Matthias – Review, 30.06.2015
I worked for Peru Volunteer as an English teacher and assisted in Sports and English classes in Peru, for two months from May to June in 2015.
Overall it was a nice experience and especially when teaching English, I got the impression that you can contribute very positively to the education of young Peruvian pupils. However living in a foreign country requires to a certain extent that you adopt local habits. So you have to live with the fact that it is sometimes not easy to coordinate your own lessons. Sometimes the room is not available or there is another project your pupils are involved in, you are not aware of. It seems that things in general are not that organized as they are in Europe. On the other hand this is also a part a volunteer can make a positive contribution, helping the school in organizing things.
The Peruvian people are very friendly and integrate you in their community, if they feel your intention to help them. In class it can be very noisy, but all in all it is a pleasure to work with Peruvian pupils. Besides my role as a teacher, some regard you as a kind of friend.
Peru might be one of the most fascinating countries in the world. So to work as a volunteer is a very good opportunity to know about the country and its people and its culture and to travel around. And as said above there are a lot of opportunities to make a positive contribution.
Own impressions in more detail with regards to English classes
I didn`t work as an English teacher before and my level of English is quite good, but I am not a native speaker. The level of knowledge of English in Peru is by far lower than in Germany. The major problems lie in the correct pronunciation and in the building of correct sentences. The correct order of words (subject, object, verbs and their declination) can be frequently wrong. Consequently it is important to train this from the very beginning. But in order to motivate young pupils, an English lesson needs to be entertaining in a way as well.
Consequently a good combination between games to repeat learned staff and the teaching of new contents (grammar / new vocabulary) might be helpful. A list of games carried out by myself and by other teachers, I worked with, is enclosed. Hopefully it can be useful for new volunteers teaching English. Furthermore, if there is the possibility to use visual means (laptop with a presentation e.g.), you should actively use it as well. The power point file with some nice exercises to train vocabulary (animals, colors etc.) worked quite well and it was quiet in class, when I used it.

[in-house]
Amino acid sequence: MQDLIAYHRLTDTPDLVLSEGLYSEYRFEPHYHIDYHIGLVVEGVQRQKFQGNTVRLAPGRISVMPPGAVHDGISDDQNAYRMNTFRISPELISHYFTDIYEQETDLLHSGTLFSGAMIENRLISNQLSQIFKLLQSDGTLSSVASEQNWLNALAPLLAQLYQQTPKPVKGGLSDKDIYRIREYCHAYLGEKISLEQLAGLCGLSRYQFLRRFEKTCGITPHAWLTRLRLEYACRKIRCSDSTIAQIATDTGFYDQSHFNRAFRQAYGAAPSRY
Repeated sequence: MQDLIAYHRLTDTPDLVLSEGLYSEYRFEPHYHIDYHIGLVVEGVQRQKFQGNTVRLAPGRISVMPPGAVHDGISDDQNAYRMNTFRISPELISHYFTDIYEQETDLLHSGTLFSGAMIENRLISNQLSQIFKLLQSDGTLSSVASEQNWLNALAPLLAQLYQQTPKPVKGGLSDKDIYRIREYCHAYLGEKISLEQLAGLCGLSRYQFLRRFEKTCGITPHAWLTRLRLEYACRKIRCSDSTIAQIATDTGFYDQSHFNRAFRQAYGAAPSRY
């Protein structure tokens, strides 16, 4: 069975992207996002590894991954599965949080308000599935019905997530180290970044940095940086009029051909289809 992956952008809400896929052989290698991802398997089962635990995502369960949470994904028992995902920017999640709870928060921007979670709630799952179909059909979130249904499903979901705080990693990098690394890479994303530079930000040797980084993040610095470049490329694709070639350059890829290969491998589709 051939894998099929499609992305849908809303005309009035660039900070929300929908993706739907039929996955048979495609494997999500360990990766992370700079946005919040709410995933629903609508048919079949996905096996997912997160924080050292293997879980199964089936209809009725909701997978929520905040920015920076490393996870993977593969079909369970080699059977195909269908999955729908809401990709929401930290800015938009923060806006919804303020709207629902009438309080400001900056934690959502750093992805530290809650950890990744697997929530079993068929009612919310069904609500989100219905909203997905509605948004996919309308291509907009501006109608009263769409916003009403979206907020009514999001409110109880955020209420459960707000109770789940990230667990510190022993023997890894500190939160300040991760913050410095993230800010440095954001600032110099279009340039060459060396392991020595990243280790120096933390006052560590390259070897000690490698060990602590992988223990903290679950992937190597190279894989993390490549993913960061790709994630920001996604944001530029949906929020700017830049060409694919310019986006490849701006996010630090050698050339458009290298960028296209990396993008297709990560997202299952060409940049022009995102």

I would recommend to Peru Volunteer to develop an own school book. Perhaps a combination of input from local school books and of school books used in Europe. Volunteers can copy then parts, which they need for their own lessons. I left parts of my own teaching material, I used when I was about 11-13 years old.
To me it was also a new experience to teach. There are some simple rules, which might be easy to understand, but when teaching you might not be conscious about them. So partly learning from my own faults, I want to highlight the following simple rules:
- Speak up in a loud and clear voice. Any experience form a rhetoric course is helpful
- If possible, build a circle with the pupils. Looking what is written on the board is easier then.
- Write on the board in very big letters, especially if your handwriting is not easy to read for others
- Check, that the pupils have written down everything
- If possible the class should be carried out by two volunteers. One holding the lesson, teaching in an active way; the other correcting faults and helping pupils, who are lagging behind.
- If you have a smartphone, make a screenshot of what you wrote on the board of each lesson. Just to remember learned material, if you make a test or for repetition of learned vocabulary.
- In my opinion it makes sense to make a test or a short exam each two weeks to track the progress of the pupils.
- For an effective English lesson, my impression was, that the class should not be bigger than 15 pupils.
- Give your best to create an effective, but also an entertaining lesson. Pupils will rejoin the lesson more frequently. (Please see list of games)
- Some pupils advance quicker than others, so one volunteer should focus on pupils lagging behind or you have to separate the class one day
- Try to get a teaching plan for the whole year from the director of the school. Due to unpredictable bank holidays the planning of your own lesson sometimes is difficult.
- If you teach in a class room of a public school, leave the class in the same order you find it, when starting your lesson. Just to avoid trouble with the local teachers.
- Repeat the pronunciation of learned vocabulary on a regular basis to train the pupil’s own pronunciation
- The pupils have school in the morning. So in the afternoon sometimes concentration is missing and the class can be very noisy. If the level of noise is unacceptable, send them out for 5-10 minutes.
- If you teach about one and a half hour, in general take a break about 10 minutes into consideration.
Own impressions in more detail with regards to Sports classes
Soccer (“futsal”), and Volleyball are very popular in Peru. Sometimes basketball was played too. Girls favor Volleyball, whereas the boys prefer playing soccer.
It is not easy for the teacher to coordinate a class of 25 young kids or more. So you can help the teacher in organizing the pupils in groups and in keeping an eye on that every pupil really takes part in the lesson. You can also help them by training young pupils, who are lagging behind. So separating weaker pupils from the whole class to train them in a smaller group.